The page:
It’s October 1st and it’s getting to be that time of year again. In some areas it’s already happened. This is the time of the year when the temperature starts to cool off and the leaves on the trees start to change to brilliant colors of yellow, orange, and red! If you are interested in getting out and doing some fall foliage photography around the Washington DC area, keep reading and I’ll help you with deciding when is the right time to go so you’ll capture the leaves at their peak color.
It’s never too early to start on your Halloween decorations! Taking a slight departure from my normal posting of photography stuff to put up a tutorial on how to make your own custom carved pumpkins.
Up to now we’ve talked about how to think about color temperature of a light source and how gels change their color temperature. And we’ve done some staged tests to make sure our theory on “Red, White, and Blue” works like it should – which it has. But what about doing on some real photos outside, can we use this to change how the photo looks to make some interesting effects? We’ll, that’s what we are going to do now!
From the last article we had the problem of two light sources in a scene that had different color temperatures:
We saw before that if we changed the camera white balance to either match the light bulb or the flash we’d have a color cast in the image. This is because the two light sources are at different positions on the chart, they aren’t producing the same color temperature light.
White balance is entirely controlled by our camera. We can set our camera to a certain white balance (color temperature) and that causes our camera to “see” that color temperature as white. If we set our camera’s white balance to 2500K then a light source whose color temperature is 2500K will be seen by our camera as white. If on the other hand we set our camera’s white balance to 7000K, then any light source whose color temperature is 7000K will be seen by our camera as white. The placement of our camera on the color temperature chart is entirely determined by what we set the white balance to, and it’s completely under our control.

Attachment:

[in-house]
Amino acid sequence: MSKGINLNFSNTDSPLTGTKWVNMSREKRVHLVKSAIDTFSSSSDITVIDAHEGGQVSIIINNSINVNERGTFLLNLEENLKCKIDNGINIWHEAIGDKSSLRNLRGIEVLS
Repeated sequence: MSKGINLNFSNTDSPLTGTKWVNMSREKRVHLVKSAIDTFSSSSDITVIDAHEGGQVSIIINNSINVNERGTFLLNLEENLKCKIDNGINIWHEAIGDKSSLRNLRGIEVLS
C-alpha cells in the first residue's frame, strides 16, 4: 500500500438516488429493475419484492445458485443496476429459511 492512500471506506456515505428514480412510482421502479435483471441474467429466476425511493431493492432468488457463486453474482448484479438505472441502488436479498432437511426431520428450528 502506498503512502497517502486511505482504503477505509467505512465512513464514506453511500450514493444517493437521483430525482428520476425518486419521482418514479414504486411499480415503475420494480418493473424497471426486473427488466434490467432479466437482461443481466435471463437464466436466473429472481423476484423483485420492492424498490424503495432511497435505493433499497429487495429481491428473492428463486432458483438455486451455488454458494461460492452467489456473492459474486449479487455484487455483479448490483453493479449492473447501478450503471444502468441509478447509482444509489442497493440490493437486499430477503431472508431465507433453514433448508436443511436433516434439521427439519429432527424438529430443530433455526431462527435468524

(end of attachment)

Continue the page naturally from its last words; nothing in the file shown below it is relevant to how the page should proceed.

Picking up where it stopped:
One area that I’ve seen photographers have a difficult time in grasping is using gels with their flash, or more generally color temperature and what it really means. There are lots of really good websites out there that discuss the color temperature of light, what it means in relation to your white balance, and using gels, see for example Cambridge in Colour or The Strobist. What I’ve seen lacking is a good simple explanation of the color temperature of a light source and how gels and white balance interact with the color temperature. Hopefully this series of articles will help you to understand more easily how they interact and make it a lot simpler for you in deciding which gel to use for the effect you want. By the end of the series you’ll know that gelling your flash is as easy as remembering, Red, White, and Blue.